As I wrote this, from the corner of my eye, I could see CNN providing coverage of a gargantuan hurricane, racing resolutely towards the eastern coastal arc of the US, extending from Florida all the way up to the Carolinas. The footage shows fierce winds roiling the waters of the Atlantic; wave after wave, crashing against the shore, slopping out over the edge of the sea wall. It could have been an event such as this that prompted J.G. Ballard to write The Drowned World—a forerunner of a genre, dubbed in the 21st century as “climate-fiction”—in which he paints a nightmare landscape, where the seas have swelled and swallowed up the land.
Marine biologist Robert Kerans is a member of a United Nations military team, mapping the drowned harbors for future reoccupation. As he and his crew make their way through the waters in a catamaran, they enter a “wide circle of dark green water” through whose layers they can see the “outlines of buildings looming like giant ghosts”. A straight gray promenade stretched away between the buildings, the remains of some former thoroughfare; the rusting humped shells of cars still standing by the curb. “That is a lagoon. Beneath it is a ‘spectra;’ metropolis: London. The British capital had sunk sometime in the ‘closing years of the second millennium.’”
All over the world, mean temperatures rose until the polar ice caps melted and the glaciers turned into torrential rivers and the contours of the continents had altered. At 180 degrees, the equator had become an oven. “Europe became a system of giant lagoons.” The American Midwest had become an “enormous gulf opening into the Hudson Bay.” Only the polar regions offered a feeble refuge from the encroaching searing heat.
As the mercury soared, and the air boiled, the fauna and flora rapidly reverted to what they were during the Triassic, a geological period that ended 200 million years ago. The wheat fields of the temperate climes had been overrun by dense groves of towering calamites, ferns, horsetails, clubmosses, transforming them into Amazon-like rainforests on steroids. Darwinism dictated that creatures better adapted to a life in jungles, swamps, and lakes flourished; the rest perished. Iguanas “perched in the windows of the office blocks and department stores.”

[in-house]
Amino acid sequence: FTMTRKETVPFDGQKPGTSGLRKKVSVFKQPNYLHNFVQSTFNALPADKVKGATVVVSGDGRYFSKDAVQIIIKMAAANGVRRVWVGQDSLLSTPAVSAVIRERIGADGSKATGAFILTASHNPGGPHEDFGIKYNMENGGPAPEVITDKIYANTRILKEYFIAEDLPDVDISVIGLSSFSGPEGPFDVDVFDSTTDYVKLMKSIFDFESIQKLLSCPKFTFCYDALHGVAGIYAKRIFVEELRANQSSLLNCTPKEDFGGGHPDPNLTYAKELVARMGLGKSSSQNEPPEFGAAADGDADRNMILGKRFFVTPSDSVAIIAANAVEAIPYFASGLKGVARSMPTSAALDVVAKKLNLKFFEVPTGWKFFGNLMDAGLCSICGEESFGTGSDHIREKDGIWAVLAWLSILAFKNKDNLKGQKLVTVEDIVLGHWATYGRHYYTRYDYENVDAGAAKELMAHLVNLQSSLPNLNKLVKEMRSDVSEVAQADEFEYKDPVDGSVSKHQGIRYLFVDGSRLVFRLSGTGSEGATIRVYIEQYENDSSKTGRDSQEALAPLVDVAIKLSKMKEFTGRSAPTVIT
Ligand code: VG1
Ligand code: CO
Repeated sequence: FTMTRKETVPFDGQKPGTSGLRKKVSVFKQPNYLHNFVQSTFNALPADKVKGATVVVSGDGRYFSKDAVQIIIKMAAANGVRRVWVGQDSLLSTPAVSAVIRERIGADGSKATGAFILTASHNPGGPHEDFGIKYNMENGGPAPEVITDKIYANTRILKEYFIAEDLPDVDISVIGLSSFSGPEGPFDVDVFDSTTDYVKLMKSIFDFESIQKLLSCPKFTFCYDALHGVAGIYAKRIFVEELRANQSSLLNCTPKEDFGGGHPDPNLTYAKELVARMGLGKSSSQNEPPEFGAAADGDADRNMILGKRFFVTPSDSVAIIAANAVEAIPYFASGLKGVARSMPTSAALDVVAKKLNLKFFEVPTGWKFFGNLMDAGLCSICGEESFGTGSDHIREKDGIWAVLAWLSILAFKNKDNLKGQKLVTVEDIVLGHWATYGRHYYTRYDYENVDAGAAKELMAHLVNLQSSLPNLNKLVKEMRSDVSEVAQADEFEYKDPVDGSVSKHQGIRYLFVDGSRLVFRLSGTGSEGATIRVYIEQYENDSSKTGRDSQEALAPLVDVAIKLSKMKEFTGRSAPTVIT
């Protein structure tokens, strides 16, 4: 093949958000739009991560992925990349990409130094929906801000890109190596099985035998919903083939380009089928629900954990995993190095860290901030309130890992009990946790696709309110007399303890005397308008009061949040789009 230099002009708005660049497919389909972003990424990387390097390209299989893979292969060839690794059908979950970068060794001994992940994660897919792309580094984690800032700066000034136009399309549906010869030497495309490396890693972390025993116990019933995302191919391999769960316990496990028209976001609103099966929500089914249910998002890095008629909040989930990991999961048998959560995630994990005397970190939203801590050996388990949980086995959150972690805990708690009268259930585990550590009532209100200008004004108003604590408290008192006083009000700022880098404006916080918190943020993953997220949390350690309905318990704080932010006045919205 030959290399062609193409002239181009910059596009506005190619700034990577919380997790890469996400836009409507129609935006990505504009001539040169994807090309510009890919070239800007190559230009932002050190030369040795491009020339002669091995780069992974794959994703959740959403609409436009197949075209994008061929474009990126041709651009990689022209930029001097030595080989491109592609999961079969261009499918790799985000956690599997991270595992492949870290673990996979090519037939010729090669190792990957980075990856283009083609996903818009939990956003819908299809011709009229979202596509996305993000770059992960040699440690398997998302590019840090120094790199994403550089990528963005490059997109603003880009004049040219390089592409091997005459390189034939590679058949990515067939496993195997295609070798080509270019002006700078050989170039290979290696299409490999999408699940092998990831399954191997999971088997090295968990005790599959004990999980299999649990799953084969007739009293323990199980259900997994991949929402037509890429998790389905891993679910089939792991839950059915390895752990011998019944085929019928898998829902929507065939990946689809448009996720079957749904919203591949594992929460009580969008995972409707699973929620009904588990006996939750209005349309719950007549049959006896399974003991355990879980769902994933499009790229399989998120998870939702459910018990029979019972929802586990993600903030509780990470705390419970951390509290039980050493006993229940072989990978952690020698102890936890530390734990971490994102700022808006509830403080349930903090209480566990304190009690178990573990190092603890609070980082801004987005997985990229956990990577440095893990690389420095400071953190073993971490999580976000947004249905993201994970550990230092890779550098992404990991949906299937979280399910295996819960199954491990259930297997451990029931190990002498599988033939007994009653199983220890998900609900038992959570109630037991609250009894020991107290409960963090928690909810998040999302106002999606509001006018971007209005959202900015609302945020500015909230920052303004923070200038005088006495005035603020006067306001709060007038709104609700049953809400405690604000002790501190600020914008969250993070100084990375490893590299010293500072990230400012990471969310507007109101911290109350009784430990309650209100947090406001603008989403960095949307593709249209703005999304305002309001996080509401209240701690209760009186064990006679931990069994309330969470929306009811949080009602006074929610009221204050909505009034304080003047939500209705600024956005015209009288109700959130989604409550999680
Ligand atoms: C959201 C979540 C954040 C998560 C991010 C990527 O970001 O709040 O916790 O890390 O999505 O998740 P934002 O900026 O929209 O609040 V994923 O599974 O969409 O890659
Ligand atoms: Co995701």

Today, there’s a growing worry that rising oceans will overcome low-lying areas around the world. It’s now known—at least, to some—that the agent of the recent climate-change is the results of industrial and post-industrial humankind. Over time, the relentless release of greenhouse gases (those that trap heat) has taken its toll on the planet. Three years ago, the concentration of carbon dioxide in the atmosphere had reached an average daily level above 400 parts per million, last known to have existed during an epoch called the Pliocene. The New York Times reported that experts fear that more emissions could trigger a return to primitive climate conditions.
Writing in 1962, in envisioning that the global climate would be thrown off-kilter, of course, Ballard is prescient, but his foresight likely came from his rumination on the fate of the planet, not environmental study. In this particular novel, he attributes the alarming shift in Earth’s ecosystem to “a series of violent and prolonged solar storms” triggered by a “sudden instability of the Sun.” Humans have no role in the causes of the environmental catastrophe in Ballard’s story.
His thoughts in this regard have shades of H.G. Wells. In Time Machine (1895), as the temporal tourist travels forward in time, he remarks how much hotter it is in the future than it is in his own age. He can’t understand why that should be so, but he reasons: “It may be that the Sun was hotter or the Earth nearer the Sun.” “Planets must ultimately fall back one by one into the parent body. As these catastrophes occur, the Sun will blaze with renewed energy; and it may be that some inner planet had suffered this fate. Whatever the reason, the fact remains that the Sun was very much hotter than we know it.” As he journeys, he watches the Sun grow bigger and bigger until it fills the sky. It “halted motionless upon the horizon, a vast dome, glowing with a dull heat.” Sometime, in the very distant future, it comes to obscure a good slice of the heavens.
The narrative of The Drowned World, likewise, is laden with the fiery power of the Sun and its engorgement. It’s no longer a “sphere”, but a “wide, expanding ellipse that fanned out across the eastern horizon like a colossal fireball.” It “filled the sky, turning it into an enormous blowtorch.” It even takes the form of an organic entity, pulsing, its “volcanic pounding” beckoning the men to sail southward as if it were a beautiful siren.
In most works with the science-fiction postmark, typically, victims flee from a catastrophe. Not in this. One fine day, when a swashbuckling buccaneer and his crew pull off a feat of derring-do by resurrecting the lost metropolis and London emerges “like an immense intact Atlantis”, there are those who think it’s hellish. They choose to stay instead in their surreal, silent, waterlogged reality.